When my clients come to me, they’re typically focused on how to improve their speaking skills. Learning to communicate with clarity and confidence definitely involves refining the way you speak. But often people are so focused on what it is they’re saying that they lose sight of the fact that the way they move and hold themselves can communicate just as much as their words. In fact, according to studies, up to 93% of communication is non-verbal.
One critical aspect of body language is posture. The way in which you hold yourself can speak volumes about how you perceive yourself and the value of your message. What exactly is the ideal posture? Rounded shoulders and slouching can make you appear unsure of yourself or unprofessional. On the other hand, standing too rigidly can make you appear ill at ease and tense. The goal is to achieve a posture that falls between these two extremes. To do this, start by standing straight with your shoulders held slightly back, and position your head so that your chin is level with the floor. Imagine a string running from your tailbone, through your spine, and emerging from the top of your head. Now, imagine a force from above gently tugging on that string. Maintain an even stance, and avoid shifting your weight from foot to foot. Fidgeting or leaning against an object can make you appear to be overly casual and unprofessional.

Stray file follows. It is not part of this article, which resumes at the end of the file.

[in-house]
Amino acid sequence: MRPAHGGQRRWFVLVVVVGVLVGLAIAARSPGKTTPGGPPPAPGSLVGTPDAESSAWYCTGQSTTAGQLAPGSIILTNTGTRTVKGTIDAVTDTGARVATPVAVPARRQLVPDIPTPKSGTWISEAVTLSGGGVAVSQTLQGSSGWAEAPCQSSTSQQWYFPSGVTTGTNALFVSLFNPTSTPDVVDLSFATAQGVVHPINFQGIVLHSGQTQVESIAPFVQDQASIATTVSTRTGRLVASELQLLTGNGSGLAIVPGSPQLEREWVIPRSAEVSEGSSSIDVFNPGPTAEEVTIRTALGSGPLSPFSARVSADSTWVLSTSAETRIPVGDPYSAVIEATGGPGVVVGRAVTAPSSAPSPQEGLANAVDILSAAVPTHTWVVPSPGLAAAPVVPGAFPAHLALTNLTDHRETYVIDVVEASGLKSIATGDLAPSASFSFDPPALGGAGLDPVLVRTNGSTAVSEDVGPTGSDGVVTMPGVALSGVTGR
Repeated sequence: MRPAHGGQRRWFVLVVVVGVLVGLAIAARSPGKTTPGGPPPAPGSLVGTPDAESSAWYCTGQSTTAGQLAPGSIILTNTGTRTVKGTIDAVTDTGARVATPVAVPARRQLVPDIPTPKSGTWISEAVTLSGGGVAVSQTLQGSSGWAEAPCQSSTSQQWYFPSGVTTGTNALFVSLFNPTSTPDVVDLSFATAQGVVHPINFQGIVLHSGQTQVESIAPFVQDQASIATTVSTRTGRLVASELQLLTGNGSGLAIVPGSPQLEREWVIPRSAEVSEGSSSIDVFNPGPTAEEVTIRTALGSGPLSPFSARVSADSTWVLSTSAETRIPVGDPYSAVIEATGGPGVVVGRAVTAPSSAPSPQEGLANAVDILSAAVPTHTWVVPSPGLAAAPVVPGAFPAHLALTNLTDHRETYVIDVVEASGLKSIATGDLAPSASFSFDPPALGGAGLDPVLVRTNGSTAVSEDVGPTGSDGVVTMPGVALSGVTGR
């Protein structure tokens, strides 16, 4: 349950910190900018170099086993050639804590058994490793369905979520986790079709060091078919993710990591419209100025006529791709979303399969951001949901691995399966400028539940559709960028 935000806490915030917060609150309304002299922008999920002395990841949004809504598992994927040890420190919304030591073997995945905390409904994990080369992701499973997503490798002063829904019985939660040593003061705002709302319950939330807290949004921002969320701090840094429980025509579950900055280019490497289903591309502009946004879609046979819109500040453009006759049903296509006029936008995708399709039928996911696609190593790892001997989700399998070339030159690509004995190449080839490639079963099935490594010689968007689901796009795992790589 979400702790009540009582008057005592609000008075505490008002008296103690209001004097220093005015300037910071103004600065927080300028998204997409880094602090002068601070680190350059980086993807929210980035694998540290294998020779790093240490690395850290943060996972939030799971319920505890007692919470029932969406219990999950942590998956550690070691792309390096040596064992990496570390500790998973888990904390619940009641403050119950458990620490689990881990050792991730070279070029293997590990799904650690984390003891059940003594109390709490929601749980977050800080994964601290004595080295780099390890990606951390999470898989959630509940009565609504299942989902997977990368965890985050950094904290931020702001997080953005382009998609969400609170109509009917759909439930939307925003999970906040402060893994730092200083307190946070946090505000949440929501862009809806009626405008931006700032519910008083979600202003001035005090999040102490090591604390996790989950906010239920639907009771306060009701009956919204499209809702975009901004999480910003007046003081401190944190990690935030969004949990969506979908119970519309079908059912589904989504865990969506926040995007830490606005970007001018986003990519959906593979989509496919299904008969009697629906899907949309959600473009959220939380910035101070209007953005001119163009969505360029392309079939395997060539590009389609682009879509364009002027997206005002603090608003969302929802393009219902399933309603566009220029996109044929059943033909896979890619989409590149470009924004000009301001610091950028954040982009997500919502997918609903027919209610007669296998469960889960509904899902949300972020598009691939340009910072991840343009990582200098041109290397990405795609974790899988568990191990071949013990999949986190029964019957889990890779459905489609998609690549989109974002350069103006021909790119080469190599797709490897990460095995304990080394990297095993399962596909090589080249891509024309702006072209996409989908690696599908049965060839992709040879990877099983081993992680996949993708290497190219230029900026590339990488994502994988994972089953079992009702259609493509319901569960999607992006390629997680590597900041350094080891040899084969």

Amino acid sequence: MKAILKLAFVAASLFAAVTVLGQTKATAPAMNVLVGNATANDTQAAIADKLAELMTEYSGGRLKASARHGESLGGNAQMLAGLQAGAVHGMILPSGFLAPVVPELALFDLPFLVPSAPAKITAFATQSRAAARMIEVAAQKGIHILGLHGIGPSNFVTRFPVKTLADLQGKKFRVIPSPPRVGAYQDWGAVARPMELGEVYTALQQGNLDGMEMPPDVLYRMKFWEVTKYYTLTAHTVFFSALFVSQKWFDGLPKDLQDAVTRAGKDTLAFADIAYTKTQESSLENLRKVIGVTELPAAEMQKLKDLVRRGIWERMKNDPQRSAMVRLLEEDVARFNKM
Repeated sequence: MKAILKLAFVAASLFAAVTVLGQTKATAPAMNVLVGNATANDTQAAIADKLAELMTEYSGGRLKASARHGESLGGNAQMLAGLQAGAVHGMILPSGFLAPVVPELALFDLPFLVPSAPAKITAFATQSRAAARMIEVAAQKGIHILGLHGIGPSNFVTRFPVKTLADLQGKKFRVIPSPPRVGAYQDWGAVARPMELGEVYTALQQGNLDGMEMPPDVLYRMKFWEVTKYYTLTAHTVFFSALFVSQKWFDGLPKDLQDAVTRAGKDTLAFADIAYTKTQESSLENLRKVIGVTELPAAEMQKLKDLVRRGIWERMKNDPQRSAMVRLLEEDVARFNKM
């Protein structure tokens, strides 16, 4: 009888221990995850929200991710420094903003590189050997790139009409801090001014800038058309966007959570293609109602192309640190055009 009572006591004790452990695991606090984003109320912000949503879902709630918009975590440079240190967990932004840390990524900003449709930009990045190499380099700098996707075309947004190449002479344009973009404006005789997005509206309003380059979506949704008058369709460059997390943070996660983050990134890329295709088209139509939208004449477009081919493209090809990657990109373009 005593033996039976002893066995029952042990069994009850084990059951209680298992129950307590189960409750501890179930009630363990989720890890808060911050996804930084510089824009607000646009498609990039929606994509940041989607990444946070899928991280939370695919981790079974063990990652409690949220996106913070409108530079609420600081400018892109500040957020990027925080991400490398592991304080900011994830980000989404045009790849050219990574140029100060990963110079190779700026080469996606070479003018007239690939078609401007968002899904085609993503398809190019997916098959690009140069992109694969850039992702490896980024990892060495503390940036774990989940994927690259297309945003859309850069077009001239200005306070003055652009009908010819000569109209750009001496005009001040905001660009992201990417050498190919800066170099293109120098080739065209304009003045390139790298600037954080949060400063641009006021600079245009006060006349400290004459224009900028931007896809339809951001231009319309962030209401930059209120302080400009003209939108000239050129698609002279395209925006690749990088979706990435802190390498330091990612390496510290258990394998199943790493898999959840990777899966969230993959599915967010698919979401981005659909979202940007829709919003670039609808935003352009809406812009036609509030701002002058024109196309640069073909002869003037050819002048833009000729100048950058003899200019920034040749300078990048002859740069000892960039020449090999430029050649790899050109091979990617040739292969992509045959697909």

Putting conscious thought into your posture can help achieve an ideal position, but it can also feel and look unnatural. Once you’ve found your best posture, take a moment to relax while remaining in the position. Avoid muscle tension and keep your breathing even. Finding a balance between conscious effort and relaxation will help you to maintain a natural posture which projects confidence and self-assurance.
Want to learn more ways to improve your verbal and non-verbal communication skills? Check out our original workbooks, Talking Business: A guide to professional communication and Talking Business: When English is your second language.
If you have questions or are interested in improving your communication skills, give me a call at 212-308-7725 or send me an e-mail at firstname.lastname@example.org. I’d be more than happy to answer any questions you might have!
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